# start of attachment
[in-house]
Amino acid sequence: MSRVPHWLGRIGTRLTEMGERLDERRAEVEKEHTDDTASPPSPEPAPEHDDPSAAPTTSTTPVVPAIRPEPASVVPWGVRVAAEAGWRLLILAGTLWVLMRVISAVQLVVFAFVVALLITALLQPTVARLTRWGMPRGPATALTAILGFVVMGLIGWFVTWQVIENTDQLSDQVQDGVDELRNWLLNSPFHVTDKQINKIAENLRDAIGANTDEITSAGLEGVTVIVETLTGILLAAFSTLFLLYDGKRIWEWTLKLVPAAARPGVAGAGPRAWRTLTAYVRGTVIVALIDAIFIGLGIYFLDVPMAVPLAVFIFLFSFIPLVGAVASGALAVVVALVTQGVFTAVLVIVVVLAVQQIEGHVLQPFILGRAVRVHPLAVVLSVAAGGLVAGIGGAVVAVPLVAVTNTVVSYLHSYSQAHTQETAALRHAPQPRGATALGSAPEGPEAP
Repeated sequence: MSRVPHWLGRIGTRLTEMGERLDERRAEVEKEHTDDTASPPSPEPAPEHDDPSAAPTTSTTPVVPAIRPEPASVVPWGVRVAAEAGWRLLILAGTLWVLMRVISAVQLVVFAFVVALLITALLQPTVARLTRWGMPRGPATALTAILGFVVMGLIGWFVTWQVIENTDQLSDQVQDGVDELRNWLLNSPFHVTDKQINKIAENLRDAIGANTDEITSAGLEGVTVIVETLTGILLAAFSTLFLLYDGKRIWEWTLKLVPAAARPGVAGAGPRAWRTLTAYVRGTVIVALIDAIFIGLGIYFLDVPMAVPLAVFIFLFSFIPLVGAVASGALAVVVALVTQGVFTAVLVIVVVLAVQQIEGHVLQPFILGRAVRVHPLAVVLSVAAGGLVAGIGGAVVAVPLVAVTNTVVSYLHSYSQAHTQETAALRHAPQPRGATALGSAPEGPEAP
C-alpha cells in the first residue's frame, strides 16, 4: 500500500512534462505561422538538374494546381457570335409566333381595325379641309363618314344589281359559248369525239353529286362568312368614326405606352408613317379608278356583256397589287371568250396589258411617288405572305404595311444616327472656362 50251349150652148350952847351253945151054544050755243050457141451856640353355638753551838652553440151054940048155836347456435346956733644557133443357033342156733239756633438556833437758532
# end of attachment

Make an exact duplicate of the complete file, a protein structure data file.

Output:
[in-house]
Amino acid sequence: MSRVPHWLGRIGTRLTEMGERLDERRAEVEKEHTDDTASPPSPEPAPEHDDPSAAPTTSTTPVVPAIRPEPASVVPWGVRVAAEAGWRLLILAGTLWVLMRVISAVQLVVFAFVVALLITALLQPTVARLTRWGMPRGPATALTAILGFVVMGLIGWFVTWQVIENTDQLSDQVQDGVDELRNWLLNSPFHVTDKQINKIAENLRDAIGANTDEITSAGLEGVTVIVETLTGILLAAFSTLFLLYDGKRIWEWTLKLVPAAARPGVAGAGPRAWRTLTAYVRGTVIVALIDAIFIGLGIYFLDVPMAVPLAVFIFLFSFIPLVGAVASGALAVVVALVTQGVFTAVLVIVVVLAVQQIEGHVLQPFILGRAVRVHPLAVVLSVAAGGLVAGIGGAVVAVPLVAVTNTVVSYLHSYSQAHTQETAALRHAPQPRGATALGSAPEGPEAP
Repeated sequence: MSRVPHWLGRIGTRLTEMGERLDERRAEVEKEHTDDTASPPSPEPAPEHDDPSAAPTTSTTPVVPAIRPEPASVVPWGVRVAAEAGWRLLILAGTLWVLMRVISAVQLVVFAFVVALLITALLQPTVARLTRWGMPRGPATALTAILGFVVMGLIGWFVTWQVIENTDQLSDQVQDGVDELRNWLLNSPFHVTDKQINKIAENLRDAIGANTDEITSAGLEGVTVIVETLTGILLAAFSTLFLLYDGKRIWEWTLKLVPAAARPGVAGAGPRAWRTLTAYVRGTVIVALIDAIFIGLGIYFLDVPMAVPLAVFIFLFSFIPLVGAVASGALAVVVALVTQGVFTAVLVIVVVLAVQQIEGHVLQPFILGRAVRVHPLAVVLSVAAGGLVAGIGGAVVAVPLVAVTNTVVSYLHSYSQAHTQETAALRHAPQPRGATALGSAPEGPEAP
C-alpha cells in the first residue's frame, strides 16, 4: 500500500512534462505561422538538374494546381457570335409566333381595325379641309363618314344589281359559248369525239353529286362568312368614326405606352408613317379608278356583256397589287371568250396589258411617288405572305404595311444616327472656362 50251349150652148350952847351253945151054544050755243050457141451856640353355638753551838652553440151054940048155836347456435346956733644557133443357033342156733239756633438556833437758532